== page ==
\Ro"nin"\, n. [Jap. r[=o]-nin, fr. Chin. lang profligate, lawless + j[^e]n (old sound n[=i]n) man.] In Japan, under the feudal system, a samurai who had renounced his clan or who had been discharged or ostracized and had become a wanderer without a lord; an outcast; an outlaw.

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The 47 Ronin

The story of the 47 Ronin is one of the most celebrated in the history of the samurai. This was perhaps all the more so because it occurred at a time when the samurai class was struggling to maintain a sense of itself - warriors with no war, a social class without a function.

The tale could be said to have begun with the teachings of Yamaga Soko (1622-1685), an influential theorist who wrote a number of important works on the warrior spirit and what it meant to be samurai. His writings inspired a certain Ôishi Kuranosuke Yoshio, a samurai and retainer of Asano Takumi no kami Naganori (1667-1701), who led a branch of the powerful Asano family. It happened that Lord Asano was chosen by the shogun, Tokugawa Tsunayoshi, to be one of a number of daimyo tasked with entertaining envoys from the Imperial family. To assist him in this new duty, the Bakufu's highest ranking master of protocol, Kira Kozukenosuke Yoshinaka (1641-1702), was assigned to instruct him in matters of etiquette. Kira, it seems, was a somewhat difficult character and expected Asano to compensate him monetarily for the trouble, which Asano held was simply his duty. The two grew to dislike one another intensely, and Kira made every effort to embarrass his student. Finally, in April of 1702, the situation exploded within the shogun's palace - Kira insulted Asano once again, prompting the latter to draw his sword and swing at him. Kira was only wounded in the attack and Asano was promptly placed under confinement.

Striking another man in anger was against the law - doing so within the shogun's palace was unthinkable. Asano made little effort to defend himself during questioning except to say that he bore the shogun no ill will and only regretted that he had failed to kill Kira.
After the o-metsuke(inspector-generals) had completed their investigation of the matter, the shogunate passed down a sentence of death on Asano, ordering him to slit his belly at once. The shogun also decreed that his 50,000-koku fief at Akô in Harima was to be confiscated and his brother Daigaku placed under house arrest.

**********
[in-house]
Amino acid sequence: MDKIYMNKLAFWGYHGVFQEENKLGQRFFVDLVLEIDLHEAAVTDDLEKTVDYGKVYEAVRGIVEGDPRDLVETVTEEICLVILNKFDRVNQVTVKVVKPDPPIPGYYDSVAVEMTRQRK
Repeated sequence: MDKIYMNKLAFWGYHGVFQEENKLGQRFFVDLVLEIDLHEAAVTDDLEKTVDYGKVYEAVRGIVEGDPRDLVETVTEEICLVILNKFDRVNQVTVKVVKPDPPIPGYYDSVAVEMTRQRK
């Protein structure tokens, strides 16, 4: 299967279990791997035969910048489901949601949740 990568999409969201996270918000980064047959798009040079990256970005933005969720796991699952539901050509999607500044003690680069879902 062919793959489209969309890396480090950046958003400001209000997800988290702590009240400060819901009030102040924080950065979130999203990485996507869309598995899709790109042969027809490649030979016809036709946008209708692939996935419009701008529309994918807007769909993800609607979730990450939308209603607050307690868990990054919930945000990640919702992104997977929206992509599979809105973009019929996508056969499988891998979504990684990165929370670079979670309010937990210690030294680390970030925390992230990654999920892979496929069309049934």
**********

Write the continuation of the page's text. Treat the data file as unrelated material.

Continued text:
When the news of the unfortunate event reached Asano's castle, his retainers were thrown into an uproar and argued heatedly over what to do next. Some favored accepting their lot quietly and dispersing as ronin, while another group called for a defense of the castle and an actual battle with the government. Ôishi Kuranosuke, who urged the retainers to give up the castle peacefully and struggle to rehabilitate the Asano family while at the same time preparing to take revenge on Kira, sounded the view that prevailed.
Accordingly, a band of Asano retainers - now ronin - set out on a carefully planned road to revenge. Kira was no fool, and expecting some sort of attempt on his life by the Asano men increased his personal guard. Ôishi's scheme was therefore to lull their quarry into complacency, biding their time while they waited for the right moment. To this end the ronin hid away a cache of weapons and armor before ostensibly dispersing, some taking up menial jobs while others, like Ôishi himself, let it seem that they had lost any concern for their futures. Ôishi left his wife and began frequenting all of Edo's houses of ill repute, carousing with prostitutes and engaging in drunken brawls. On one occasion, a samurai from Satsuma is supposed to have come across Ôishi drunk in the street and spat upon him, saying that he was no real samurai.